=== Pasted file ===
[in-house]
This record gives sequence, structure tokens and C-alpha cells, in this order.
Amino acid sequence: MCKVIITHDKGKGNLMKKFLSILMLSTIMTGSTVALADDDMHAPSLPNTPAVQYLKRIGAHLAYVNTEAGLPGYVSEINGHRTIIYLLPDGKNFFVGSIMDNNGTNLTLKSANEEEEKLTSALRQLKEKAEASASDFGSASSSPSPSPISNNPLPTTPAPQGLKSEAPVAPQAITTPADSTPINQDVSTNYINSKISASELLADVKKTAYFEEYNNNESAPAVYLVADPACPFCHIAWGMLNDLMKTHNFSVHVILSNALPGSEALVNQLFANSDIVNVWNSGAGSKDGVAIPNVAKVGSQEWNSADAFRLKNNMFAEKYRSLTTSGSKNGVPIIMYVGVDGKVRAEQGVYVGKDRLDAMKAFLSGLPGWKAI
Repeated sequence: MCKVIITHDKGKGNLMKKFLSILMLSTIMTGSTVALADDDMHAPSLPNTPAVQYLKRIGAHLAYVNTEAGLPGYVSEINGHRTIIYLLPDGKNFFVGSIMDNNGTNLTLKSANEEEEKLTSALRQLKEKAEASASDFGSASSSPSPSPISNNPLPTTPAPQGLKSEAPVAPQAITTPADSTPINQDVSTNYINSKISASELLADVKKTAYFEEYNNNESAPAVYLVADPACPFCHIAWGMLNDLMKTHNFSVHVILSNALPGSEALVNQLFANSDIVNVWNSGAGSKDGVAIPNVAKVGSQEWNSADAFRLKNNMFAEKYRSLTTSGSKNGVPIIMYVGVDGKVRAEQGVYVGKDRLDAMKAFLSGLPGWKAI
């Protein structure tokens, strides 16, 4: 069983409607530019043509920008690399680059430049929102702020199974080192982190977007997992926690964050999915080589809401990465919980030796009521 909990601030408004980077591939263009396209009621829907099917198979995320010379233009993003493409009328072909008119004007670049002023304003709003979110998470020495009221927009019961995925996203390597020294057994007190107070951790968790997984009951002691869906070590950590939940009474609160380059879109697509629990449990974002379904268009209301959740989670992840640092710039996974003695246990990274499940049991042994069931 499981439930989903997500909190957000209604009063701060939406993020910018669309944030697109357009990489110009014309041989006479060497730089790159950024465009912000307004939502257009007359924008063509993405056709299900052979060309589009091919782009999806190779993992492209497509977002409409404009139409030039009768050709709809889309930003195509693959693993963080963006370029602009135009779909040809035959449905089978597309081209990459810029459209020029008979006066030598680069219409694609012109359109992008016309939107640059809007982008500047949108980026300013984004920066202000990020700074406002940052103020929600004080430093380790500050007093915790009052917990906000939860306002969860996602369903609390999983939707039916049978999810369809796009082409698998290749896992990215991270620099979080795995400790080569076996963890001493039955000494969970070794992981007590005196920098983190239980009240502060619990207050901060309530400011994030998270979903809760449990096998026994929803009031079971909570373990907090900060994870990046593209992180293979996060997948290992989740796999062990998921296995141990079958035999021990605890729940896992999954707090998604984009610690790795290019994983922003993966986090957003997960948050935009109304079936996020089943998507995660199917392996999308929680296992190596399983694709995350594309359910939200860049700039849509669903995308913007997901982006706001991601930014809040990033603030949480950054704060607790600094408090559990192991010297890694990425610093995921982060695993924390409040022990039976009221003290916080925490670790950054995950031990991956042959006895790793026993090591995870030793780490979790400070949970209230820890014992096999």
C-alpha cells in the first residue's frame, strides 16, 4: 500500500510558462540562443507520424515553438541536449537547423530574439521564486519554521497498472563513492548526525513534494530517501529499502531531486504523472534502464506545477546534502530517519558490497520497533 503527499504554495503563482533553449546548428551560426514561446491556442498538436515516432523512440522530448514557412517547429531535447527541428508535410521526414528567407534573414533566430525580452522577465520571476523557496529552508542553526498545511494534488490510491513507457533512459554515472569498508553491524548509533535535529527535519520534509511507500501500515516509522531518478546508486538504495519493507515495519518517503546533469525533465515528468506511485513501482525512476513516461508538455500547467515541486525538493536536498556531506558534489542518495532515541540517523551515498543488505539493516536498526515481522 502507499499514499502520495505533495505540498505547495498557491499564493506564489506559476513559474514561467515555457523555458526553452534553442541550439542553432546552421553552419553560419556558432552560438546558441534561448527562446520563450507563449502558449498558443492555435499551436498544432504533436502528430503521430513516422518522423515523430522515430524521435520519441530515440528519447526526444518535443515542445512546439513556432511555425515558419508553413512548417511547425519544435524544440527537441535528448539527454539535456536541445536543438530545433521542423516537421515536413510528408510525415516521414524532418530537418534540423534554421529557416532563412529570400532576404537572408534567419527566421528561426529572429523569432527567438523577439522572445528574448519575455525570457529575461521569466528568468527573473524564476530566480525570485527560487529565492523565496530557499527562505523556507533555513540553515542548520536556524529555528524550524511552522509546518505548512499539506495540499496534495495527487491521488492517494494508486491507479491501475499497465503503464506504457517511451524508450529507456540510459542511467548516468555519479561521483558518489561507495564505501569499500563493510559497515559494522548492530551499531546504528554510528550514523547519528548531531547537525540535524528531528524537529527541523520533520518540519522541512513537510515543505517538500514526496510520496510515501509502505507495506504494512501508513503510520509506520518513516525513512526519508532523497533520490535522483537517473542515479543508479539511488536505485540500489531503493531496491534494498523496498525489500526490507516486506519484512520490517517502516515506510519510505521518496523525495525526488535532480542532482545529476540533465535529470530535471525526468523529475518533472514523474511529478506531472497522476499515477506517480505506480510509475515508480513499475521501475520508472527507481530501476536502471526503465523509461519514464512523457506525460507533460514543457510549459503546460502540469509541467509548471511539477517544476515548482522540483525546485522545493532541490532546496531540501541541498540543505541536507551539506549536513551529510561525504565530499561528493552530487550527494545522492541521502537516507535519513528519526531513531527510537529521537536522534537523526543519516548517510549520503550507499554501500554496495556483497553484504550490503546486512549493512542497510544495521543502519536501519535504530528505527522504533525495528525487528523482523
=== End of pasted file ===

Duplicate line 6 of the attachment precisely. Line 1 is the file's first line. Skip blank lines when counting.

C-alpha cells in the first residue's frame, strides 16, 4: 500500500510558462540562443507520424515553438541536449537547423530574439521564486519554521497498472563513492548526525513534494530517501529499502531531486504523472534502464506545477546534502530517519558490497520497533 503527499504554495503563482533553449546548428551560426514561446491556442498538436515516432523512440522530448514557412517547429531535447527541428508535410521526414528567407534573414533566430525580452522577465520571476523557496529552508542553526498545511494534488490510491513507457533512459554515472569498508553491524548509533535535529527535519520534509511507500501500515516509522531518478546508486538504495519493507515495519518517503546533469525533465515528468506511485513501482525512476513516461508538455500547467515541486525538493536536498556531506558534489542518495532515541540517523551515498543488505539493516536498526515481522 502507499499514499502520495505533495505540498505547495498557491499564493506564489506559476513559474514561467515555457523555458526553452534553442541550439542553432546552421553552419553560419556558432552560438546558441534561448527562446520563450507563449502558449498558443492555435499551436498544432504533436502528430503521430513516422518522423515523430522515430524521435520519441530515440528519447526526444518535443515542445512546439513556432511555425515558419508553413512548417511547425519544435524544440527537441535528448539527454539535456536541445536543438530545433521542423516537421515536413510528408510525415516521414524532418530537418534540423534554421529557416532563412529570400532576404537572408534567419527566421528561426529572429523569432527567438523577439522572445528574448519575455525570457529575461521569466528568468527573473524564476530566480525570485527560487529565492523565496530557499527562505523556507533555513540553515542548520536556524529555528524550524511552522509546518505548512499539506495540499496534495495527487491521488492517494494508486491507479491501475499497465503503464506504457517511451524508450529507456540510459542511467548516468555519479561521483558518489561507495564505501569499500563493510559497515559494522548492530551499531546504528554510528550514523547519528548531531547537525540535524528531528524537529527541523520533520518540519522541512513537510515543505517538500514526496510520496510515501509502505507495506504494512501508513503510520509506520518513516525513512526519508532523497533520490535522483537517473542515479543508479539511488536505485540500489531503493531496491534494498523496498525489500526490507516486506519484512520490517517502516515506510519510505521518496523525495525526488535532480542532482545529476540533465535529470530535471525526468523529475518533472514523474511529478506531472497522476499515477506517480505506480510509475515508480513499475521501475520508472527507481530501476536502471526503465523509461519514464512523457506525460507533460514543457510549459503546460502540469509541467509548471511539477517544476515548482522540483525546485522545493532541490532546496531540501541541498540543505541536507551539506549536513551529510561525504565530499561528493552530487550527494545522492541521502537516507535519513528519526531513531527510537529521537536522534537523526543519516548517510549520503550507499554501500554496495556483497553484504550490503546486512549493512542497510544495521543502519536501519535504530528505527522504533525495528525487528523482523